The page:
Many patients with B-cell malignancies can be successfully treated, although tumor eradication is rarely achieved. T-cell-directed killing of tumor cells using engineered T-cells or bispecific antibodies is a promising approach for the treatment of hematologic malignancies. We investigated the efficacy of CD19xCD3 DART bispecific antibody in a broad panel of human primary B-cell malignancies. The CD19xCD3 DART identified 2 distinct subsets of patients, in which the neoplastic lymphocytes were eliminated with rapid or slow kinetics. Delayed responses were always overcome by a prolonged or repeated DART exposure. Both CD4 and CD8 effector cytotoxic cells were generated, and DART-mediated killing of CD4+ cells into cytotoxic effectors required the presence of CD8+ cells. Serial exposures to DART led to the exponential expansion of CD4 + and CD8 + cells and to the sequential ablation of neoplastic cells in absence of a PD-L1-mediated exhaustion. Lastly, patient-derived neoplastic B-cells (B-Acute Lymphoblast Leukemia and Diffuse Large B Cell Lymphoma) could be proficiently eradicated in a xenograft mouse model by DART-armed cytokine induced killer (CIK) cells. Collectively, patient tailored DART exposures can result in the effective elimination of CD19 positive leukemia and B-cell lymphoma and the association of bispecific antibodies with unmatched CIK cells represents an effective modality for the treatment of CD19 positive leukemia/lymphoma.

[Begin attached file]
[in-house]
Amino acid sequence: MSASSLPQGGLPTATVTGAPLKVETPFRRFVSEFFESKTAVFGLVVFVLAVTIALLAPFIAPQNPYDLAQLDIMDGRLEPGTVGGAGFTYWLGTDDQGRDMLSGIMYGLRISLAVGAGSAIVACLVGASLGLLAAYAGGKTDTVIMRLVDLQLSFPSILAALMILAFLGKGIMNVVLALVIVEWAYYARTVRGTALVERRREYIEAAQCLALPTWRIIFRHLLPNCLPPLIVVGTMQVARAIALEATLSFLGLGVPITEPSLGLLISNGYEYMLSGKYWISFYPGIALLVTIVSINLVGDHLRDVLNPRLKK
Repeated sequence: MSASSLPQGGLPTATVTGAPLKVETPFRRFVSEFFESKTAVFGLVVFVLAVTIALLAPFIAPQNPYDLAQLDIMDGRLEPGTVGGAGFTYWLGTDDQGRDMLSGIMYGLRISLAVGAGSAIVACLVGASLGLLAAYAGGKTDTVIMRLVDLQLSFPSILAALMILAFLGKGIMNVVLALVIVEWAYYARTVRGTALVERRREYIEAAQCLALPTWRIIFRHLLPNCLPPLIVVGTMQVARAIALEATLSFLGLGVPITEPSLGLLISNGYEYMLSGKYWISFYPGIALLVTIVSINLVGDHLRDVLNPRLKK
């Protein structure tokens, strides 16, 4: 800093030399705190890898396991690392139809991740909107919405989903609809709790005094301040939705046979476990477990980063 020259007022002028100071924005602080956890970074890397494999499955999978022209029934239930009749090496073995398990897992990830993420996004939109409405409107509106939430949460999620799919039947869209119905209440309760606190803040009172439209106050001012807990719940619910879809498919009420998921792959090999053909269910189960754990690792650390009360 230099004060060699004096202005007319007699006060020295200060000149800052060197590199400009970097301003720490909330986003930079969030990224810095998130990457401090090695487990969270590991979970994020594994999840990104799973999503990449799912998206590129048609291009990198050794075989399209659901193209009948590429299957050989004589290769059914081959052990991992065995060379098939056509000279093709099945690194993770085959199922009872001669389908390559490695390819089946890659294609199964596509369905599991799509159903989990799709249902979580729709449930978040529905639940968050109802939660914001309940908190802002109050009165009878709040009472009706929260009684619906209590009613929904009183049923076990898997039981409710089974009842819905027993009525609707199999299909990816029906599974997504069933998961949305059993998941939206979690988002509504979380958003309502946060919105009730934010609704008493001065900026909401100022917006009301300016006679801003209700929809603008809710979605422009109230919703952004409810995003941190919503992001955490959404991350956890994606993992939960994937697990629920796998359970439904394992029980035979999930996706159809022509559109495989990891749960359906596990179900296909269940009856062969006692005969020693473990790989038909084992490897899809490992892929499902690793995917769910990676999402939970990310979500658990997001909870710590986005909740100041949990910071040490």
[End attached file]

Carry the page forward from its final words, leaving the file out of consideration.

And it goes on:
Keywords: B-cell malignancies; CIK cells; DART CD19xCD3; PDTX; bispecific antibodies.